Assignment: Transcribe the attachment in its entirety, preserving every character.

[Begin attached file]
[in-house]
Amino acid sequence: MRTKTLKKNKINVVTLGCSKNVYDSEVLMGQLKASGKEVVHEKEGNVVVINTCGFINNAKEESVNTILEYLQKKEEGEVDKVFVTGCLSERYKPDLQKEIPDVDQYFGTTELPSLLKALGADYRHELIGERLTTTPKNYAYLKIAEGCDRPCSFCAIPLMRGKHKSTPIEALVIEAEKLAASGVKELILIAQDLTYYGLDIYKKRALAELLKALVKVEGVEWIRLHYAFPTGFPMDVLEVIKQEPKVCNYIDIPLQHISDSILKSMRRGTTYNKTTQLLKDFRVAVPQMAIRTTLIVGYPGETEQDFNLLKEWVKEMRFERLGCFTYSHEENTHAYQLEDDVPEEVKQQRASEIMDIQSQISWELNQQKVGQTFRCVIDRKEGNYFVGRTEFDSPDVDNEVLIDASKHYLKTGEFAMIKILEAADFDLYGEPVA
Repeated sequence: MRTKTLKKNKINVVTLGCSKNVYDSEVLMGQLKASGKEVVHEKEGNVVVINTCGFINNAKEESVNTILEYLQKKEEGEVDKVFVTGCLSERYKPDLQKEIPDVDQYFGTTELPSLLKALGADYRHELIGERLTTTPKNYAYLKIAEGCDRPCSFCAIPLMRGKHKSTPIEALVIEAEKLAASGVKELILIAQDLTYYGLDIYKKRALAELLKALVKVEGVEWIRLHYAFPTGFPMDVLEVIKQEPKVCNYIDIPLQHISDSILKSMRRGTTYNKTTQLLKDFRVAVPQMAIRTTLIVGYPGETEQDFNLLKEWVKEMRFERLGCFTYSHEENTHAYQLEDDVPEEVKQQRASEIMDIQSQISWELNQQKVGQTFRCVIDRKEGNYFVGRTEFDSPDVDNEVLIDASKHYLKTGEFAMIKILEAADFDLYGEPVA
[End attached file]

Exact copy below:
[in-house]
Amino acid sequence: MRTKTLKKNKINVVTLGCSKNVYDSEVLMGQLKASGKEVVHEKEGNVVVINTCGFINNAKEESVNTILEYLQKKEEGEVDKVFVTGCLSERYKPDLQKEIPDVDQYFGTTELPSLLKALGADYRHELIGERLTTTPKNYAYLKIAEGCDRPCSFCAIPLMRGKHKSTPIEALVIEAEKLAASGVKELILIAQDLTYYGLDIYKKRALAELLKALVKVEGVEWIRLHYAFPTGFPMDVLEVIKQEPKVCNYIDIPLQHISDSILKSMRRGTTYNKTTQLLKDFRVAVPQMAIRTTLIVGYPGETEQDFNLLKEWVKEMRFERLGCFTYSHEENTHAYQLEDDVPEEVKQQRASEIMDIQSQISWELNQQKVGQTFRCVIDRKEGNYFVGRTEFDSPDVDNEVLIDASKHYLKTGEFAMIKILEAADFDLYGEPVA
Repeated sequence: MRTKTLKKNKINVVTLGCSKNVYDSEVLMGQLKASGKEVVHEKEGNVVVINTCGFINNAKEESVNTILEYLQKKEEGEVDKVFVTGCLSERYKPDLQKEIPDVDQYFGTTELPSLLKALGADYRHELIGERLTTTPKNYAYLKIAEGCDRPCSFCAIPLMRGKHKSTPIEALVIEAEKLAASGVKELILIAQDLTYYGLDIYKKRALAELLKALVKVEGVEWIRLHYAFPTGFPMDVLEVIKQEPKVCNYIDIPLQHISDSILKSMRRGTTYNKTTQLLKDFRVAVPQMAIRTTLIVGYPGETEQDFNLLKEWVKEMRFERLGCFTYSHEENTHAYQLEDDVPEEVKQQRASEIMDIQSQISWELNQQKVGQTFRCVIDRKEGNYFVGRTEFDSPDVDNEVLIDASKHYLKTGEFAMIKILEAADFDLYGEPVA